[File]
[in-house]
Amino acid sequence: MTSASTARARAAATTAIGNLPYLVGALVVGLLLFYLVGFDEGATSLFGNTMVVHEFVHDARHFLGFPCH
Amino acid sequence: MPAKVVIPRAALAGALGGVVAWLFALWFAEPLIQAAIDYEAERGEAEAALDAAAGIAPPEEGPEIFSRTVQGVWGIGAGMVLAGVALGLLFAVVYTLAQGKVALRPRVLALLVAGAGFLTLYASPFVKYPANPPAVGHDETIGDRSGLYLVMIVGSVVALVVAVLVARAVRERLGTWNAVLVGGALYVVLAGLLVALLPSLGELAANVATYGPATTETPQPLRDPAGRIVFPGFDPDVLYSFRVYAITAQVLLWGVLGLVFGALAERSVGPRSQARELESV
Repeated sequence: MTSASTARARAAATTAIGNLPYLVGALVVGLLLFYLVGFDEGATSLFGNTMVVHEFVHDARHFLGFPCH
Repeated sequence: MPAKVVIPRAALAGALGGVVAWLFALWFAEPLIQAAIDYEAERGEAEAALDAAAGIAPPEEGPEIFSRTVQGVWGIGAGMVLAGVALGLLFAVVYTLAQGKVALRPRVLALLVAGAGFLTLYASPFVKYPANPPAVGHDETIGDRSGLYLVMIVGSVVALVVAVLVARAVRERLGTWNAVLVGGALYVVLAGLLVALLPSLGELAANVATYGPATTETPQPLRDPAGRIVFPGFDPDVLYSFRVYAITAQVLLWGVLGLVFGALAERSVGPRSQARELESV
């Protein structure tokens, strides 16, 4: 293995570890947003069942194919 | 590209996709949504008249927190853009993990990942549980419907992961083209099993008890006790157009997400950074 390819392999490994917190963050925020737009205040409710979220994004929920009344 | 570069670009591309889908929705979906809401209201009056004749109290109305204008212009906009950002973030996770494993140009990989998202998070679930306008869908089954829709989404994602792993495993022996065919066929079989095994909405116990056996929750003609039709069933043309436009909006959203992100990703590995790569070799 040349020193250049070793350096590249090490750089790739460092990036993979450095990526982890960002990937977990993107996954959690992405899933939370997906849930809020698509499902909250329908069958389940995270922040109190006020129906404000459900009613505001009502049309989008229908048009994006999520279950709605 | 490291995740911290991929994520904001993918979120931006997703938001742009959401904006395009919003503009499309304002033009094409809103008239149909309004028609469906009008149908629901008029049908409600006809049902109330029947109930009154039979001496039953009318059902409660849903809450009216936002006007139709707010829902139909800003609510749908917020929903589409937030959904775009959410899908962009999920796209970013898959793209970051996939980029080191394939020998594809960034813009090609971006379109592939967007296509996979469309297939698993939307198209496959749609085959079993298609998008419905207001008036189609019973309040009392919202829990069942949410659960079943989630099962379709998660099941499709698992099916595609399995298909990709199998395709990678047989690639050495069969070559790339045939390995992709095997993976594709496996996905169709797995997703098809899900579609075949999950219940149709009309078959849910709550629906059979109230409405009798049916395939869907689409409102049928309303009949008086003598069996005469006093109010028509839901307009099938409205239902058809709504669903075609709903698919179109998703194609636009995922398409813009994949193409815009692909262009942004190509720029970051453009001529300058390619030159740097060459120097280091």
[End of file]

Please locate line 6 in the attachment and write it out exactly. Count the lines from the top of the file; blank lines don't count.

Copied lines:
């Protein structure tokens, strides 16, 4: 293995570890947003069942194919 | 590209996709949504008249927190853009993990990942549980419907992961083209099993008890006790157009997400950074 390819392999490994917190963050925020737009205040409710979220994004929920009344 | 570069670009591309889908929705979906809401209201009056004749109290109305204008212009906009950002973030996770494993140009990989998202998070679930306008869908089954829709989404994602792993495993022996065919066929079989095994909405116990056996929750003609039709069933043309436009909006959203992100990703590995790569070799 040349020193250049070793350096590249090490750089790739460092990036993979450095990526982890960002990937977990993107996954959690992405899933939370997906849930809020698509499902909250329908069958389940995270922040109190006020129906404000459900009613505001009502049309989008229908048009994006999520279950709605 | 490291995740911290991929994520904001993918979120931006997703938001742009959401904006395009919003503009499309304002033009094409809103008239149909309004028609469906009008149908629901008029049908409600006809049902109330029947109930009154039979001496039953009318059902409660849903809450009216936002006007139709707010829902139909800003609510749908917020929903589409937030959904775009959410899908962009999920796209970013898959793209970051996939980029080191394939020998594809960034813009090609971006379109592939967007296509996979469309297939698993939307198209496959749609085959079993298609998008419905207001008036189609019973309040009392919202829990069942949410659960079943989630099962379709998660099941499709698992099916595609399995298909990709199998395709990678047989690639050495069969070559790339045939390995992709095997993976594709496996996905169709797995997703098809899900579609075949999950219940149709009309078959849910709550629906059979109230409405009798049916395939869907689409409102049928309303009949008086003598069996005469006093109010028509839901307009099938409205239902058809709504669903075609709903698919179109998703194609636009995922398409813009994949193409815009692909262009942004190509720029970051453009001529300058390619030159740097060459120097280091």